Saturday, February 28, 2015

Cable Fault Tone Traccing


Equipment Construction

Tone tracing equipment includes a tone generator and a signal tracer. Tone Generator A tone generator, sometimes called a transmitter, is illustrated in Figure 1. A tone generator is a suitcase-size test set that is powered by 120 volts. It has controls that adjust the magnitude of high-voltage DC output and
the frequency of its oscillator output

Signal Tracer

Figure 1 also contains an illustration of a signal tracer. The signal tracer consists of a hand-held detector and an insulated-shaft probe. The signal tracer is sensitive to those frequencies that the tone generator produces, and it filters all other audio-frequency signals.
Equipment Operational Principles

Tone Generator

The tone generator has a built-in sine-wave oscillator that injects an audio-frequency current into the core conductor of a faulted cable. This audio frequency current is driven by a solid-state amplifier that is typically rated at 2.5 watts of output power. The output is usually a single frequency, but some models have more than one selectable frequency. Audio frequencies are in the range of 10 Hz to 10,000 Hz depending on the specific model and manufacturer of the tone generator.

The tone generator also has a built-in high-voltage DC source that can be used to break down a high-resistance shunt fault for the purpose of providing a low-resistance path for the audio-frequency current.

Signal Tracer

The signal tracer has an inductive pickup built into its probe. The output signal of this probe and the sound it he headphones become stronger as the probe is brought closer to a cable.
Basic Localization Techniques Methods

The basic method of locating a shunt fault is to adjust the high-voltage DC output of the tone generator to a magnitude that will make the damaged insulation in the cable flash over. The audio-frequency current allows the technician to trace the path of the buried cable. The location of the fault is found by sweeping the probe over the surface of the earth above the cable and listening for the characteristic sound of flashover in the headphones.

The basic method of locating an open-circuit fault is to adjust the high-voltage DC output to a minimum and adjust the audio-frequency current to a maximum. The location of the fault is found by sweeping the probe over the surface of the earth above the cable and listening for the audio tone.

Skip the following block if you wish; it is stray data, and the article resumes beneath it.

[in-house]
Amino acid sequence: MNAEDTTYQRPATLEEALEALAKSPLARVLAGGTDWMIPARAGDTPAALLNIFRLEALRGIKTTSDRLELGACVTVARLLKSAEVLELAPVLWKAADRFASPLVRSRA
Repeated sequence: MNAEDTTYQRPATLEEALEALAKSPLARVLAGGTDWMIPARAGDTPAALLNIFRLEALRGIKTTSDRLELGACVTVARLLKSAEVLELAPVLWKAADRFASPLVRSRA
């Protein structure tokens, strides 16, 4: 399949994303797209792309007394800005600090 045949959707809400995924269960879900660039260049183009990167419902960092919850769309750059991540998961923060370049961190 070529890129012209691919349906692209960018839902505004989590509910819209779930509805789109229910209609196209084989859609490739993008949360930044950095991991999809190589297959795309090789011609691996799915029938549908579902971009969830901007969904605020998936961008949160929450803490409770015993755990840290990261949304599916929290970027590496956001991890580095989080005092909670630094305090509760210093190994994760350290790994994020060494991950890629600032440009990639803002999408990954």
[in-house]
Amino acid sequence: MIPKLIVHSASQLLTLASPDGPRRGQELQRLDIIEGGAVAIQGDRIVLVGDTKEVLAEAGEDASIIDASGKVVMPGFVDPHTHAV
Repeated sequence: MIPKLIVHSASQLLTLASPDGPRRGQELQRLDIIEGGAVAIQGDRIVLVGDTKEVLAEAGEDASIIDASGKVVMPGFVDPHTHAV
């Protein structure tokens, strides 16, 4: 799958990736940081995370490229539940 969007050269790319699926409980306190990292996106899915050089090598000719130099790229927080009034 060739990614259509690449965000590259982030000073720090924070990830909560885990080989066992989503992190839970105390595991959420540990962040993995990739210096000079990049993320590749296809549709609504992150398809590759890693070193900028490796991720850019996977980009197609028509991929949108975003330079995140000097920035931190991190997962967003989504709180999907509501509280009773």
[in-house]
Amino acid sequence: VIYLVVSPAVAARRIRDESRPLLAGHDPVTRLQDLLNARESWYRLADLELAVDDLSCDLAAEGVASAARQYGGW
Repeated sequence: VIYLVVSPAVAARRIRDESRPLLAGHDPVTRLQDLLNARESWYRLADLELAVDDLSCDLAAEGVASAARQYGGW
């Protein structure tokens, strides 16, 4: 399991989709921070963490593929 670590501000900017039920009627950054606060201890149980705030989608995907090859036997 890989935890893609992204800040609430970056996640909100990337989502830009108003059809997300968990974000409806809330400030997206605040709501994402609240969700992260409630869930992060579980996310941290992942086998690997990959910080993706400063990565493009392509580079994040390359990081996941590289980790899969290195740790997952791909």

Maximum Signal - For a shunt fault, the characteristic sound of a flashover will be loudest in the detector’s headphones when the probe is oriented directly above the fault.

For an open circuit fault, the audio tone heard in the detector’s headphones will fade and become inaudible when the technician sweeps the probe past the location of the open circuit.

Null Signal - The probe’s inductive pickup has a directional characteristic such that whenever the probe is oriented in parallel with a cable that is carrying an audio tone, its output signal strength will become near zero (null signal). When the probe is oriented perpendicular to a cable carrying an audio tone, its output signal will reach a maximum

Minimizing Interference and Crosstalk

Electromagnetic interference is produced by any cable that is energized with normal voltage. In order to minimize interference, nearby cables should be de-energized to whatever extent is possible without disrupting electrical service.

The audio-frequency current that is intentionally injected into one power cable can unintentionally induce an audio-frequency current in another cable that is buried nearby. This unintentional induced current, called crosstalk, can mislead the technician who is tracing the path of a cable. In order to minimize crosstalk, deenergized cables should be connected to ground on both ends.

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